Sheehan blames Bosnian massacre on gay Dutch soldiers
March 18th, 2010
In a page right out of Scott Lively’s playbook, retired General John Sheehan assigns gay the blame for one of the world’s atrocities. This time, it’s the massacre of Bosnian Muslims at Srebrenica. (Herald Sun)
A RETIRED US general today said Dutch UN troops defending Srebrenica in the Bosnian war failed to prevent the 1995 genocide partly because their ranks included openly gay soldiers.
The chairman of the Senate Armed Services Committee, Carl Levin, pressed him to clarify his comments about Srebrenica.
“Did the Dutch leaders tell you it (the fall of Srebrenica) was because there were gay soldiers there?” asked an incredulous Senator Levin.
“Yes,” Gen Sheehan said and added: “They included that as part of the problem.”
Gen Sheehan, who retired from the military in 1997, said he had been told that by the former chief of staff of the Dutch army.
Nearly 8,000 Bosnian men and boys were slaughtered by the Serbs at Srebrenica. This assignment of blame to gay soldiers appears to be a new theory, one that was not discovered by the Dutch in their subsequent review of what went wrong.
Sheehan appeared to be arguing that the liberalization of the European militaries led to weakness and suggesting that allowing gay soldiers to serve resulted in sissy-boy soldiers. He didn’t share his views on how that worked in the Israeli army.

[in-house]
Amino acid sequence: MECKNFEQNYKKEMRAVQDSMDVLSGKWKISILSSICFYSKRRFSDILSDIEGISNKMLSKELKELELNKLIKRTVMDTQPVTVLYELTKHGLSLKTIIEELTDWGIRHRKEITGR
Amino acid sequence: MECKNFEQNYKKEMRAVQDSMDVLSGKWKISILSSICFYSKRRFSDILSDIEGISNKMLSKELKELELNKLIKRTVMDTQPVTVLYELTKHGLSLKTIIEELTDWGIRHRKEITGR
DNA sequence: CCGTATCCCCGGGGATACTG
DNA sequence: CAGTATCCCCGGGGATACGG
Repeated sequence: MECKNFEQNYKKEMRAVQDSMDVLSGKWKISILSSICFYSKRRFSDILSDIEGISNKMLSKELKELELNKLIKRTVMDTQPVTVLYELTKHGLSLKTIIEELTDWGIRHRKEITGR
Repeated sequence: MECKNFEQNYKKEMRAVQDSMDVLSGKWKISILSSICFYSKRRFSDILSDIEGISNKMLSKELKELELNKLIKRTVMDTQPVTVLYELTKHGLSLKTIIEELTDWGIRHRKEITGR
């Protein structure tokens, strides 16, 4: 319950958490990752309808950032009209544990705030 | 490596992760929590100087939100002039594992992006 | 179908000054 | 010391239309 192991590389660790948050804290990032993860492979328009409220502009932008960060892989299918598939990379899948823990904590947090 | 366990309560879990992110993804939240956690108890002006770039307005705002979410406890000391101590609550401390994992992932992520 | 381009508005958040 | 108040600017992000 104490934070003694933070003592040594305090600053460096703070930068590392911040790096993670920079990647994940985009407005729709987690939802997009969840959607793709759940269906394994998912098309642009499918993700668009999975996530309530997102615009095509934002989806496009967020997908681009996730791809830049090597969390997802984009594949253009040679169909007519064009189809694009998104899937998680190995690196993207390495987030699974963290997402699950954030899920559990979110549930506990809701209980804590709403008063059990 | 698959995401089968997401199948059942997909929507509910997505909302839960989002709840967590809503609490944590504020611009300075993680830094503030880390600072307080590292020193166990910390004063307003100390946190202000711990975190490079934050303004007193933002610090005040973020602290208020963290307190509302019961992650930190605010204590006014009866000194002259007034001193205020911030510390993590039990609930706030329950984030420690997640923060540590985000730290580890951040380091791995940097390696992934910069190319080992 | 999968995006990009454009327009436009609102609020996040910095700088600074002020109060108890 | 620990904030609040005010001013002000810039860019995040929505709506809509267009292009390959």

Senator Levin wasn’t having it and called Sheehan out on his biases. (Navy Times)
“I think we all remember Srebrenica,” Levin said. “Any effort to connect that failure on the part of the Dutch to the fact that they had homosexuals … is totally off target. I see no suggestion of that. It’s no more on point than the fact that they may have allowed African or Dutch-African or women” to serve.
“My comment was that the liberalization … ” Sheehan said.
Levin interrupted. “I agree with that,” he said. “They weren’t good in that respect. They were trained to be peacekeepers, not peace enforcers. … But to slide over from that into a suggestion that it had something to do with the fact that homosexuals were allowed in the Dutch army suggests that somehow or other homosexuals are not great fighters. … I think that is totally wrong.”
It will be interesting to hear the response of the Dutch government to Sheehan’s assertions. [Update: Dutch military officials have responded.]
Sheehan also shared his opinions on the attitudes of soldiers, decades after he was last in any position to know. (Stars and Stripes)
On Thursday, retired Marine Gen. John Sheehan, former head of U.S. Atlantic Command, told lawmakers he supports the yearlong review but believes researchers will conclude that such a change is detrimental to unit cohesion and morale.
“Military life is fundamentally different than civilian life,” he said. “Popular culture may have changed over the years, but military culture and responsibilities have changed very little.”
Sheehan said known homosexuals in units he commanded caused disruption for all his Marines, forcing troops to choose sides and creating fear among those who had to work closely with them.
Having presented an argument that is both outdated and bizarrely homophobic, I wonder if Sheehan has actually hurt his cause.